Gender-Based Violence and the Arms Trade Treaty

By Alice Dahle

On December 24th, the first ever international Arms Trade Treaty (ATT) regulating the sale of conventional arms and ammunition will go into effect. The treaty will require that before authorizing a sale of arms and ammunition across international borders, governments must assess the risk that the weapons will be used to commit or facilitate serious violations of international humanitarian or human rights law, undermine peace and security, or engage in transnational organized crime. If an exporting country knows there is an “overriding” risk that the arms will be used for these purposes, the sale is prohibited.

In another breakthrough, the ATT is also the first legally binding international agreement that makes the connection between the international arms trade and gender-based violence (GBV). Only recently has the gendered aspect of armed violence been recognized. During the drafting of the treaty, Amnesty International joined with the Women’s International League for Peace and Freedom (WILPF), the Women’s Network of the International Action Network on Small Arms (IANSA), and Oxfam to enlist the support of both governments and civil society for inclusion of a gender dimension in the treaty. As a result of these efforts, Article 7(4) of the ATT makes it mandatory for arms exporting countries to assess the risk that their weapons will be used in the commission of GBV and deny authorization of any sales that present an “overriding” risk

Gender-based violence affects everyone—men, women, boys and girls—but in different ways. Both men and women can, and do, misuse guns to commit violence, but most GBV is perpetrated by men against women and girls. Men and boys suffer high rates of death and injury as a result of gun violence, but the statistics do not reflect the disproportionate effects of gun violence on women. Guns can be used not only to maim and kill, but also to threaten and intimidate. Possession of firearms changes the balance of power in a relationship and emboldens both individuals and members of armed groups to use weapons to instill fear and exert control. Guns can be used to impose rape as a weapon of war, to coerce women into sexual slavery, or to perpetrate other forms of sexual violence. Even after the end of hostilities in armed conflict, the weapons left behind can be used to commit gun-related femicide and domestic violence.

The low status of women in all societies and discrimination against them condones and perpetuates such violence. When governments and societies prioritize investment in weapons and military might at the expense of investment in education, health care and economic security, the human rights of women are in jeopardy. Even during times of peace, if economic resources and policy priorities are directed into spending for arms, defense programs and the military instead of reducing social and economic inequalities, women and girls, who are already disadvantaged, face a different kind of violence through loss of their opportunities to access education, decent housing and food for their families, high quality health care, and political participation to improve their lives.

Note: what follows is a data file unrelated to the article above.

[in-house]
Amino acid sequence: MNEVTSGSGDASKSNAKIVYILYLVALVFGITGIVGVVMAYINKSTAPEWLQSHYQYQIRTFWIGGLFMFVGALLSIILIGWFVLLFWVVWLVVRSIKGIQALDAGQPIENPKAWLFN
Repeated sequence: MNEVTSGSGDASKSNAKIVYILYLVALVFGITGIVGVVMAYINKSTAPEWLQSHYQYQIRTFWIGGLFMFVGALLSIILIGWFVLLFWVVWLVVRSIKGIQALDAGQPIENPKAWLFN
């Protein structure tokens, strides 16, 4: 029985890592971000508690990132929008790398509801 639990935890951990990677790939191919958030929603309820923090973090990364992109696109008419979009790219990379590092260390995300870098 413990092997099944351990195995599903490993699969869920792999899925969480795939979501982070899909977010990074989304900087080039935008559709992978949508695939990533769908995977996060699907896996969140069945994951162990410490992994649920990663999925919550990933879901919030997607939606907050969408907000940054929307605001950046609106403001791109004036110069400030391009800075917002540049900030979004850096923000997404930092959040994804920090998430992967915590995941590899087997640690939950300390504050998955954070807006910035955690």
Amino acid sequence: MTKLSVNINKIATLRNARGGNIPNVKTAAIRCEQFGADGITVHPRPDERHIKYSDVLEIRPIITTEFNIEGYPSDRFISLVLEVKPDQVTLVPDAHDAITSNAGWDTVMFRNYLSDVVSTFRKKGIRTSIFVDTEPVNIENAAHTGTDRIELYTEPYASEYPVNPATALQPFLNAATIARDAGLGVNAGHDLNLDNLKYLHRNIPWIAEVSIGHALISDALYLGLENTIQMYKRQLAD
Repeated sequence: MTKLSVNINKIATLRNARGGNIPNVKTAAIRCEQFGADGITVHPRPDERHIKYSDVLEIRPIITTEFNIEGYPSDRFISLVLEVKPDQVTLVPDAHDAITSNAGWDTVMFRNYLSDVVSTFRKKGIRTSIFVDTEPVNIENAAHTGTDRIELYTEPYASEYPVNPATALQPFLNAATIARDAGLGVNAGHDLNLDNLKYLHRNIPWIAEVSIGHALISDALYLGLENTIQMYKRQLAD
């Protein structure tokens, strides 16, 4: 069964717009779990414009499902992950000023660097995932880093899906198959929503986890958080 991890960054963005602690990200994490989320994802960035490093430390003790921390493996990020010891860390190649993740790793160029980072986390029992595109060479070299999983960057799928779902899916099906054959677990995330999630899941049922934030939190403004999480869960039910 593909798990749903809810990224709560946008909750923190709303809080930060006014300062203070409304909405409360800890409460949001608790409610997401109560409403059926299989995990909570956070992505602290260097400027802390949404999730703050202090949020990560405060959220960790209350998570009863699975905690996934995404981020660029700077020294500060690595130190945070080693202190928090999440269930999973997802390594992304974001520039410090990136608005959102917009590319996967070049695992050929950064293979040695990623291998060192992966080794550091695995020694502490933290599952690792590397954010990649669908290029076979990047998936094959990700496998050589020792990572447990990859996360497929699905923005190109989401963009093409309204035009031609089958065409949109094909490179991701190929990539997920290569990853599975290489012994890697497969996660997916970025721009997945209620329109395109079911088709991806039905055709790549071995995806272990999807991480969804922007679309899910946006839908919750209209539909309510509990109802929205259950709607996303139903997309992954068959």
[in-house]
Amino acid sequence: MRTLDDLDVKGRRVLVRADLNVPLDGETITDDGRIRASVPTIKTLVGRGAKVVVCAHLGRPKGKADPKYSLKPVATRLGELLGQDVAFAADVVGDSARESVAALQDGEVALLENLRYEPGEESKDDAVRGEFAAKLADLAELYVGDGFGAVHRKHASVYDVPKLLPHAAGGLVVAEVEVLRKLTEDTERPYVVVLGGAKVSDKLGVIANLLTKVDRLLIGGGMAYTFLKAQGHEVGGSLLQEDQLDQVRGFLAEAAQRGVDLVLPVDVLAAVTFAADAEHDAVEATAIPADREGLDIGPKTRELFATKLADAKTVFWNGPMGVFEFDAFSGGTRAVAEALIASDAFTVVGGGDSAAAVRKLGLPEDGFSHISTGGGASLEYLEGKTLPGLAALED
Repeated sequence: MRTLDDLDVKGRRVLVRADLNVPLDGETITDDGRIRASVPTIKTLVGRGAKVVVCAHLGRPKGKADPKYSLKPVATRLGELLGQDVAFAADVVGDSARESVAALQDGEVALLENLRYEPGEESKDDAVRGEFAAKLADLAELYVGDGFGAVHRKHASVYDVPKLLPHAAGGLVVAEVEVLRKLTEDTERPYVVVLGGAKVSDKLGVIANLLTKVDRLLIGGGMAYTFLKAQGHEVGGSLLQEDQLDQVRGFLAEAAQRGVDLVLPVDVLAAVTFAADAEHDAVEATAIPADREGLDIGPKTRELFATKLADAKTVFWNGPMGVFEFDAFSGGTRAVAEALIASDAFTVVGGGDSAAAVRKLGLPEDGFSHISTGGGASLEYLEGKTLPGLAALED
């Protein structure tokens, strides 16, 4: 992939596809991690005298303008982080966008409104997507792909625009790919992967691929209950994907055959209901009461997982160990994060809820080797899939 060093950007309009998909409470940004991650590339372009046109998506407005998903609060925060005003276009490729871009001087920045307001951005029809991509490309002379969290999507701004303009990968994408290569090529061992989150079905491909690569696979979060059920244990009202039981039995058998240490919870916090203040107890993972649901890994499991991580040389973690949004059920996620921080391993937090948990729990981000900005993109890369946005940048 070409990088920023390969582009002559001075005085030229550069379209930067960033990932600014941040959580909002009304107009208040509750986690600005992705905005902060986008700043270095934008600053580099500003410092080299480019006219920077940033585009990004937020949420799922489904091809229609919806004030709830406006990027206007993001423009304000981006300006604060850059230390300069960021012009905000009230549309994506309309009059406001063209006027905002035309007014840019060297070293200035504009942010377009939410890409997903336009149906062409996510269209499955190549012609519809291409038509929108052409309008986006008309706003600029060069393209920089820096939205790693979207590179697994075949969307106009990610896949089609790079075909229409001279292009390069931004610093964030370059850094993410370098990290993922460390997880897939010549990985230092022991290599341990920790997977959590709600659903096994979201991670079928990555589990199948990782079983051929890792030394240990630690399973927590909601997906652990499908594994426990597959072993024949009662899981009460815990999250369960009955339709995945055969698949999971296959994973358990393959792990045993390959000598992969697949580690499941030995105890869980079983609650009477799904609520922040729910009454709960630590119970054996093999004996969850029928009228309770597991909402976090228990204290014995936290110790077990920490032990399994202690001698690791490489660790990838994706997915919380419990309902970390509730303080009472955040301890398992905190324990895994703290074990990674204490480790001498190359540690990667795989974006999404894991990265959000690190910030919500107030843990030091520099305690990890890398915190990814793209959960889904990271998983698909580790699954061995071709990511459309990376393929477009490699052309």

Enactment of an ATT that includes the degree to which women are at risk of violence among the criteria for denial of an international arms transfer is an important step toward protection of their human rights. However, much more needs to be done. Terms such as “overriding” are open to interpretation. Inadequate coverage of ammunition, parts and components, as well as more up-to-date weapons, needs to be addressed. The treaty is legally binding only on those 53 governments that have so far ratified it. If those countries do, indeed, honor the provisions of the treaty in their arms transfers, the risk that arms and ammunition will be used to commit serious violations of human rights or fall into irresponsible hands will be significantly reduced. The consistent application of the treaty’s provisions will also set a new global standard for international arms trade.

As members of civil society, we must hold those countries that have already ratified the ATT to their commitments and encourage more governments to ratify as well. Militarism and armed violence are threats to all of us. Supporting a strong interpretation of the ATT in solidarity with women and men around the world will make this treaty an effective tool to challenge militarism and armed violence.

Alice Dahle currently serves as Co-chair of UNA Women. From 2006-2008, she served as International Relations Director on the AAUW (American Association of University Women) state board in Iowa, and now serves on the Advocacy Committee of Women Graduates-USA. She was Amnesty International’s Stop Violence Against Women Campaign Coordinator for Iowa from 2004 – 2010 and is currently Co-chair of Amnesty International USA’s Women’s Human Rights Coordination Group.

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